Basic Air Conditioning Operation

Usually, 400 square feet of area with an eight-foot ceiling can be cooled with one ton of air conditioning. One tone of air conditioning is equivalent to 12,000 Btu (British thermal unit). One Btu will raise the temperature of one pound of water one degree Fahrenheit.

When a unit is being sized for a structure, many factors have to be considered. Things such as wall thickness, what material is used in their construction. Color of building, amount of glass area, exposure, along with many other factors are considered in the engineering computations for the heat load. In a residence that is simple without any unusual configurations 400 square feet per 12,000 Btu formula can be used. The reason for it being mentioned here is in the event a homeowner has a complaint that his/her unit is not cooling enough, you will notice immediately if a 24,000 Btu unit is trying to cool a 1600-square foot house.

I’m going to discuss a split, straight cool, three-ton system. Placement of the condensing unit is very important. The first thing you should consider is noise factor to the home and neighbors. Some condensing units are more noisy than others. If a unit has objectionable noise, it should not be placed near sleeping quarters. If a replacement unit is being considered, it wouldn’t be a bad idea to find one of the intended units operating in the field and listening to any noise that it might generate. Condensing unit fans are de­signed to discharge air either in a vertical or horizontal plane. With this in mind, when placing a vertical discharge unit you wouldn’t place it under a low roof overhang or under a window awning. In the case of the horizontal discharge condensing units, there has to be ample room for air to enter the unit and room for it to exit. If being placed on a roof, consideration to the prevailing winds is prudent.

Depending upon the building codes in your area, the condenser unit should be raised above the ground. There should be freedom of air circulation under the unit to inhibit the formation of rust due to the unit constantly being wet. A couple of 4″ x4″ timbers would lift the condenser off the ground high enough for ventilation to take place.

The air handler (evaporator section) can be located in many locations depending upon the structure. In residences the air handler might be installed in a garage, interior closet, or in the attic. In a straight cool unit or heat pump unit, the air handler contains fan, coil, and controls. If the air conditioning system was added after the heating system was installed, a metal plenum is constructed usually above the heat exchanger of the furnace. The coil and metering de­vice is located in the plenum. The fan of the furnace is used for the air-conditioning unit. The controls are mounted in the furnace section. This can be either a gas or an oil furnace.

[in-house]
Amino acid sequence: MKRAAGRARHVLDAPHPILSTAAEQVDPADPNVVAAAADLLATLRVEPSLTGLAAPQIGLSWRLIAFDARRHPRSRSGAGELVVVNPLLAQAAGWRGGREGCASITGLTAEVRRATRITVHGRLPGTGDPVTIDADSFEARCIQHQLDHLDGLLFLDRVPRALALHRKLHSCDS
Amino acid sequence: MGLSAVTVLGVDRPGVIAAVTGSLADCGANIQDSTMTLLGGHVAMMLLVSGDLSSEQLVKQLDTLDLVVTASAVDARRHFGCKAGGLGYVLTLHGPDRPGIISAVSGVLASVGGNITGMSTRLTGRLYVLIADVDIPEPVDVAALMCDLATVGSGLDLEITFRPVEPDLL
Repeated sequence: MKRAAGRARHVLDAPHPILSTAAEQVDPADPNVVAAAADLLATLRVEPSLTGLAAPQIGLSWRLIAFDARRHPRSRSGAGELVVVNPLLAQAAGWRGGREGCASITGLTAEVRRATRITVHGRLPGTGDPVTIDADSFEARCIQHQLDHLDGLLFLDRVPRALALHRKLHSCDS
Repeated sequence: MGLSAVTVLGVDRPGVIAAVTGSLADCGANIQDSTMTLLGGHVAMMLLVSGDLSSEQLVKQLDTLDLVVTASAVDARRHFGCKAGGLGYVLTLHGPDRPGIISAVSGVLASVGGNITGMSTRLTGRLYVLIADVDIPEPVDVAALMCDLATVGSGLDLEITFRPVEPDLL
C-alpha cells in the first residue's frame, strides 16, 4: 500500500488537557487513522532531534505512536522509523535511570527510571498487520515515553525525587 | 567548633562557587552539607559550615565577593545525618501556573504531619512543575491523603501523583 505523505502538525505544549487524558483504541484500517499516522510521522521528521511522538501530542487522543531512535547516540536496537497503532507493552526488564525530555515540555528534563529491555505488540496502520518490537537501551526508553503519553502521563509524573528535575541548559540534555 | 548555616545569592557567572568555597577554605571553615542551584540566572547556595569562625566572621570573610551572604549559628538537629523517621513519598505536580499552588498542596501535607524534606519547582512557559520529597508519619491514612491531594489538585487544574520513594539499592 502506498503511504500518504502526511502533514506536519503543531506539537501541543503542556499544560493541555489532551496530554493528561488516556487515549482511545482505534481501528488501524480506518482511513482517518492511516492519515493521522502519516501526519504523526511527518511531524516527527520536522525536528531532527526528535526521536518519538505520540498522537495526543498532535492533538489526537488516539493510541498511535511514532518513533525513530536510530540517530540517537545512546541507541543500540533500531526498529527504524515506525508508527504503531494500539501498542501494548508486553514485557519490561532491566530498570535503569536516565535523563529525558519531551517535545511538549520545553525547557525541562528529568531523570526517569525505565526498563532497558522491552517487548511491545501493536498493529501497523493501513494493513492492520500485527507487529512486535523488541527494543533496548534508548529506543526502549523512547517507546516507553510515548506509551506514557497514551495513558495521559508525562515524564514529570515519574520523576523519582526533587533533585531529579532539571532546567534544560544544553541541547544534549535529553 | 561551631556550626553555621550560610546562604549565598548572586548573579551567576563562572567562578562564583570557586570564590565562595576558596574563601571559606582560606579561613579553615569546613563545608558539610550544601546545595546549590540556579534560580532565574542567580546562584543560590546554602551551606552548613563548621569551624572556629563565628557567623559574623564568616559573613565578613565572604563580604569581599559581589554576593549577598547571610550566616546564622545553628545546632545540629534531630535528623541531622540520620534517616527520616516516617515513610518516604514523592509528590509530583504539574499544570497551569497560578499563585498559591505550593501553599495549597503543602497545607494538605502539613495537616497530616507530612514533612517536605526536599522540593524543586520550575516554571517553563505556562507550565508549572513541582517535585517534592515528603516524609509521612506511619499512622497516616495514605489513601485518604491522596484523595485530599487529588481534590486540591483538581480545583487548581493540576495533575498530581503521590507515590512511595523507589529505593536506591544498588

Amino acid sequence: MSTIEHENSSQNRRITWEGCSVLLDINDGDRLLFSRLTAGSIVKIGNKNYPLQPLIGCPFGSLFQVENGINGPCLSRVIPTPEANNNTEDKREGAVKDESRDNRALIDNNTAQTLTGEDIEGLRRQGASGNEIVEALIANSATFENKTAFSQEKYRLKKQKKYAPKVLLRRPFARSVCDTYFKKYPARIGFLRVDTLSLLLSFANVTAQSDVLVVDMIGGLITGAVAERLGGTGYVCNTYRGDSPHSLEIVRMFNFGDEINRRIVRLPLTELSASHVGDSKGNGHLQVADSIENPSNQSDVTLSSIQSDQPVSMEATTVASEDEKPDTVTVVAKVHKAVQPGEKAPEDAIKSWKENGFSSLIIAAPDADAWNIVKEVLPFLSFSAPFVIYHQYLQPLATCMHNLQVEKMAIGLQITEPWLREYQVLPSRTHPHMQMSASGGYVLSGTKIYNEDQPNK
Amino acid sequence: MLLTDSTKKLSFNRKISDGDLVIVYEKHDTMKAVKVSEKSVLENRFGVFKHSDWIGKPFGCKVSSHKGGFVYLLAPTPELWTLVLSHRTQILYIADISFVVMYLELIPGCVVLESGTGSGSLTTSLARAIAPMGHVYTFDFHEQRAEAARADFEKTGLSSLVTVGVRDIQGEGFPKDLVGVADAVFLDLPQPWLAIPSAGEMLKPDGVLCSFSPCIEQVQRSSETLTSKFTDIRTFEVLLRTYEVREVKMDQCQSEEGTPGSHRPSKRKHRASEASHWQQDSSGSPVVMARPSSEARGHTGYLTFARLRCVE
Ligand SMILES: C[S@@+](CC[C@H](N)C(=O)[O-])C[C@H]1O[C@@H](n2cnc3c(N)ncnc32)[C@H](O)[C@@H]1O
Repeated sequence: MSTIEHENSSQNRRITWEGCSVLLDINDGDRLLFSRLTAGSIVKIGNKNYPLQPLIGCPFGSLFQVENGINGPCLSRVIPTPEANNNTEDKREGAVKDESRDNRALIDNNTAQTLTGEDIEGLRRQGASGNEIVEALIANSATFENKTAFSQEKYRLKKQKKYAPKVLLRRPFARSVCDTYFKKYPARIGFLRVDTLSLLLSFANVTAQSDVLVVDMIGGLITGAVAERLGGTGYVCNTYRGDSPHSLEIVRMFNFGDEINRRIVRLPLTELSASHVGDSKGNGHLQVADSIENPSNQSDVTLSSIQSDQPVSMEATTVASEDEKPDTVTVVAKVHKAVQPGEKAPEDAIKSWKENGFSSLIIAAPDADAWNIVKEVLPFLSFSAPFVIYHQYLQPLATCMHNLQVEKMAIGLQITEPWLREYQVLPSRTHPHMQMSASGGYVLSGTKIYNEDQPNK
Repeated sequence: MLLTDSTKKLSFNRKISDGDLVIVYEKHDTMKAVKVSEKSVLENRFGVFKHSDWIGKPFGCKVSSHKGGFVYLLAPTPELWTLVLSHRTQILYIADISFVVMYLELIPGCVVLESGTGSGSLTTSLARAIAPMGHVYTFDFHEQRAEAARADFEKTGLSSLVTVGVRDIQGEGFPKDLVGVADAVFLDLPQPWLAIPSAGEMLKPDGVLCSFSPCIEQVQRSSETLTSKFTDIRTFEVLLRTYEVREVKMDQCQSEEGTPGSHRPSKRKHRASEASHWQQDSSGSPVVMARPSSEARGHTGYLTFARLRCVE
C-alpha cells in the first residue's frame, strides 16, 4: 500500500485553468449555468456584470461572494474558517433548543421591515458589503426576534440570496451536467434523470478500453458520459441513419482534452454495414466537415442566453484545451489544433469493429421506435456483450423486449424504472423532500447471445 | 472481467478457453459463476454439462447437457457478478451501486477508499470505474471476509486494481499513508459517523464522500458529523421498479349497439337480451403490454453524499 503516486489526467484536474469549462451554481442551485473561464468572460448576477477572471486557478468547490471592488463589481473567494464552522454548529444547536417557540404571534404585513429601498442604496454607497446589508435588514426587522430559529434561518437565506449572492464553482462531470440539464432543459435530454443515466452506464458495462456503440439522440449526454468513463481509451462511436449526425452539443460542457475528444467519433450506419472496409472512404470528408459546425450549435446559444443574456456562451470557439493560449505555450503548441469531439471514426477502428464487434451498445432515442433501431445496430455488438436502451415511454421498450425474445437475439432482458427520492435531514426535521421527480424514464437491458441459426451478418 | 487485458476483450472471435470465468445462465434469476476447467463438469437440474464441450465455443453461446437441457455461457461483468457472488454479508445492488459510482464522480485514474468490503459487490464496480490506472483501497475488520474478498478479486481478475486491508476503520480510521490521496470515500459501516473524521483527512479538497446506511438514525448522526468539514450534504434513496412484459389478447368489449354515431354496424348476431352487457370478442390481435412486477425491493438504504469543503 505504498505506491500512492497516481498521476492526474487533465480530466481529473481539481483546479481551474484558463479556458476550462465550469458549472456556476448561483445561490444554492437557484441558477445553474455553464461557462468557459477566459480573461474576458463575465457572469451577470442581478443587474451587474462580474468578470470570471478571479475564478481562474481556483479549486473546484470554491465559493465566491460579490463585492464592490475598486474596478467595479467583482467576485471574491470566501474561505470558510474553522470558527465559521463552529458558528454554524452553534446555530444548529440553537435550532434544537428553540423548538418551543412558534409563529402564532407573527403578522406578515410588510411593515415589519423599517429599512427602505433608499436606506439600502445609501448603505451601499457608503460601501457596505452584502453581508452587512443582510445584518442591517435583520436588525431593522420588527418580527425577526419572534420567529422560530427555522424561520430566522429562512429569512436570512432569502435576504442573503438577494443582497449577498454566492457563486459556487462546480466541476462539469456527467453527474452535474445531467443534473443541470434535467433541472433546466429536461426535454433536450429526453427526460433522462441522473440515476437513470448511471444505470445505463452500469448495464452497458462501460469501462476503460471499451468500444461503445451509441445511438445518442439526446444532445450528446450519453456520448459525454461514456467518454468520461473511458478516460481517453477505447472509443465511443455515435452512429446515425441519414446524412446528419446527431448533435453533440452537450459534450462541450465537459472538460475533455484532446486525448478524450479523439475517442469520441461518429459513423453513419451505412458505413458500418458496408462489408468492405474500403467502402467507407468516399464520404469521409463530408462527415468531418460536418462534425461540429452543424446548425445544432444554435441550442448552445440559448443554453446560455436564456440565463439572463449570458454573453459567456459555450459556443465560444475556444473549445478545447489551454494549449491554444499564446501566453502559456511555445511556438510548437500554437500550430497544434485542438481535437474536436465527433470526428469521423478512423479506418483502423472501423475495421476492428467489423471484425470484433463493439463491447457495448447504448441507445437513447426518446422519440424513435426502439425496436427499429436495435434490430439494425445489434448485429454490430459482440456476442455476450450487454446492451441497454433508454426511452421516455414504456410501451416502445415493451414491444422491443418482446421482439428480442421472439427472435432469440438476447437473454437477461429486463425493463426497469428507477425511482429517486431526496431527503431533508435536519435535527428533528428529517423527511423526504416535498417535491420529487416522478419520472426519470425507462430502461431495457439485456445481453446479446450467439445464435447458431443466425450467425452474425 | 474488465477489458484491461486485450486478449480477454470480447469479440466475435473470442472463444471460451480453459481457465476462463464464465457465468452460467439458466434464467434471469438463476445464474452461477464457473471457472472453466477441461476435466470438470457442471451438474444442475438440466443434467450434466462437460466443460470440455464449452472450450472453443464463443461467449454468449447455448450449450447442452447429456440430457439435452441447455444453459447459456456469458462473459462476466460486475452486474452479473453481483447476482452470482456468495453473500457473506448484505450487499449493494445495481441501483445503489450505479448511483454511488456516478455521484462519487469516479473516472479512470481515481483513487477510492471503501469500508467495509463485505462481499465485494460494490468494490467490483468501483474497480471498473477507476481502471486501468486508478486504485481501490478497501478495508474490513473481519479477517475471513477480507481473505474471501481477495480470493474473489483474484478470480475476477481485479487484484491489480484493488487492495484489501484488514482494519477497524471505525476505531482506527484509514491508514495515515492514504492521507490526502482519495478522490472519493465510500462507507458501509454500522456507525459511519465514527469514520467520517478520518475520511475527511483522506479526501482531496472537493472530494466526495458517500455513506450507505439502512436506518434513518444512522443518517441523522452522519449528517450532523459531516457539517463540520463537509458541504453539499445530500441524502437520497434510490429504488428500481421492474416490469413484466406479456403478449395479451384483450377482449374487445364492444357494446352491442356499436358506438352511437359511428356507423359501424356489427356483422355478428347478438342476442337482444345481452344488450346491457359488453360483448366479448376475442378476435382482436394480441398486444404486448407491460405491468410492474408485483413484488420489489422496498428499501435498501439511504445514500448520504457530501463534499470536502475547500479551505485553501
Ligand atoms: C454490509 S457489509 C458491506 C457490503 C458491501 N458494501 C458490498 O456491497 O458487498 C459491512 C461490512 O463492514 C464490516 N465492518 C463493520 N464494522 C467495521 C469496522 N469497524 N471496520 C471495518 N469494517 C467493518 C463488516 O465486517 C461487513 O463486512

There must be an airway for air to get back to the unit. If the evaporator section is located in a closet, a louvered door is sufficient to allow air passage back to the unit. If the evaporator section is located in the garage or in the attic, a return air grill is installed. The grill is an entry to the duct that directs the conditioned air back to the evaporator coil. There should always be a filter to clean the air prior to its entering the evaporator coil. It could be located behind the return air grill on a filter rail, in the ductwork on a rail, or in the evaporator section itself on a rail.

In most of the systems today, the transformer that supplies the low voltage for the control circuit is located in the evaporator section. Few units still place the transformer in the condensing unit.

If the evaporator section is located in the attic, or a crawl space above a finished ceiling, an auxiliary condensate drain pan should be installed. In certain regions this is required by building code. The purpose of the auxiliary pan is to collect any water that might spill from the unit in the event the primary drain becomes restricted. If an auxiliary is not used, water can quickly damage the ceiling below the unit.


switch also has a manual reset. Smoke detectors can also be installed on ventilation fans to stop their operation when smoke is detected. Figure 18-2 shows this type of smoke detector.


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